How to help a constipated baby

Here are a few tips that can help you and your baby work through this little tummy dilemma.

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  • Your baby is crying, and you have tried just about everything you can think of. You have tried to feed them, change their diaper, rock them, and nothing is working. Finally it occurs to you that your baby hasn’t had a bowel movement in quite some time.

  • Your baby is constipated, and constipated babies are not happy babies. So now what do you do? Here are a few tips that can help you and your baby work through this little tummy dilemma:

  • Massage

  • A gentle massage can help the baby’s intestine area, helping them to work out the bubbles, and get things moving. It is also helpful to work it out by taking their legs and slowly and gently, yet firmly, pressing their knees into their stomach area, not too hard, but just enough pressure to get things moving.

  • Diet

  • Check their diet for constipating foods. Evaluate what your baby has eaten lately. If your baby is on solid foods, make sure they are getting enough fruits and other foods that can help regulate them. Don't give them too many constipating foods like cheese. If they are younger, and only on formula, you may need to check with a doctor to see if their formula is too hard for them to digest, and possibly switch to a gentle formula or one specifically for gas and constipation.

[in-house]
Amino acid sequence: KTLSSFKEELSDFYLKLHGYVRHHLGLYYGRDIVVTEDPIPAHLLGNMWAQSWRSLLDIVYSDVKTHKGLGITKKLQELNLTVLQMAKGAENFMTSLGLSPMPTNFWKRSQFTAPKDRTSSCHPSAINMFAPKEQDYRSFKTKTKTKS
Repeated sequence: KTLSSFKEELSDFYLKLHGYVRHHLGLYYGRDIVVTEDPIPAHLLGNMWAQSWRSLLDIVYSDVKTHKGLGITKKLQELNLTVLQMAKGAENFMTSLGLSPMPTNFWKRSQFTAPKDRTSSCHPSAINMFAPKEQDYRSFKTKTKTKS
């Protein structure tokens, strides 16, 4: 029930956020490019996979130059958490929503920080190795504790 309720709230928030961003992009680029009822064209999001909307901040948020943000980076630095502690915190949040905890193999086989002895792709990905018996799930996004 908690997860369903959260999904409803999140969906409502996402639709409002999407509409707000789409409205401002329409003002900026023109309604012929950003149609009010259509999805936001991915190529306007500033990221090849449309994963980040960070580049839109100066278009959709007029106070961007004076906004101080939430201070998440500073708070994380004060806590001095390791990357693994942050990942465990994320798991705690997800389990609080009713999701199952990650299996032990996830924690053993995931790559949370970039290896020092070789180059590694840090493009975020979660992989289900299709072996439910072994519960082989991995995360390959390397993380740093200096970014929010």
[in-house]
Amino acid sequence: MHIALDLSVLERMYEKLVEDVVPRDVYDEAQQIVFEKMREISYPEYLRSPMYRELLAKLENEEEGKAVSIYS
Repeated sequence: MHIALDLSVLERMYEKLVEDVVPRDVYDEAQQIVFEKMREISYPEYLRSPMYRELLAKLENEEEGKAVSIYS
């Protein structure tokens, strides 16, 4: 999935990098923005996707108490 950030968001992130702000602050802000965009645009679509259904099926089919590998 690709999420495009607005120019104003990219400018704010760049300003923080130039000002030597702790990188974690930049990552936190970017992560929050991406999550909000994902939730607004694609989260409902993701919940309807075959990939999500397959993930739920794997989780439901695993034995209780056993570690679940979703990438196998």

• Juice

  • Older babies can have juices to help them get regulated again. Try giving them some apple juice, or prune juice mixed with water. You will want to dilute the juice as it can be very acidic and cause a very unwelcomed diaper rash.

  • Warm bath

  • A warm bath can also help with the intestine area, allowing the muscles to relax and allow for more movement through the bowels.

  • Suppositories

  • Suppositories are also an option, however, this should be used as a last resort. You should ask your child’s pediatrician and if they are OK for your child and for a recommendation in dose.

  • Constipation can be a source of frustration for you as well as the baby, it can keep your baby from eating and sleeping. It can result in some tears being shed from being overly tired, and sadly in some pain and discomfort. It is important to keep track, even if just mentally, of your baby’s bowel movements, so you don’t waste too much time trying to figure out why your child is so upset and uncomfortable.

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Kelsie Stanfill is the mother of a very busy and charismatic 15-month-old girl. She studied communications and family relations. 

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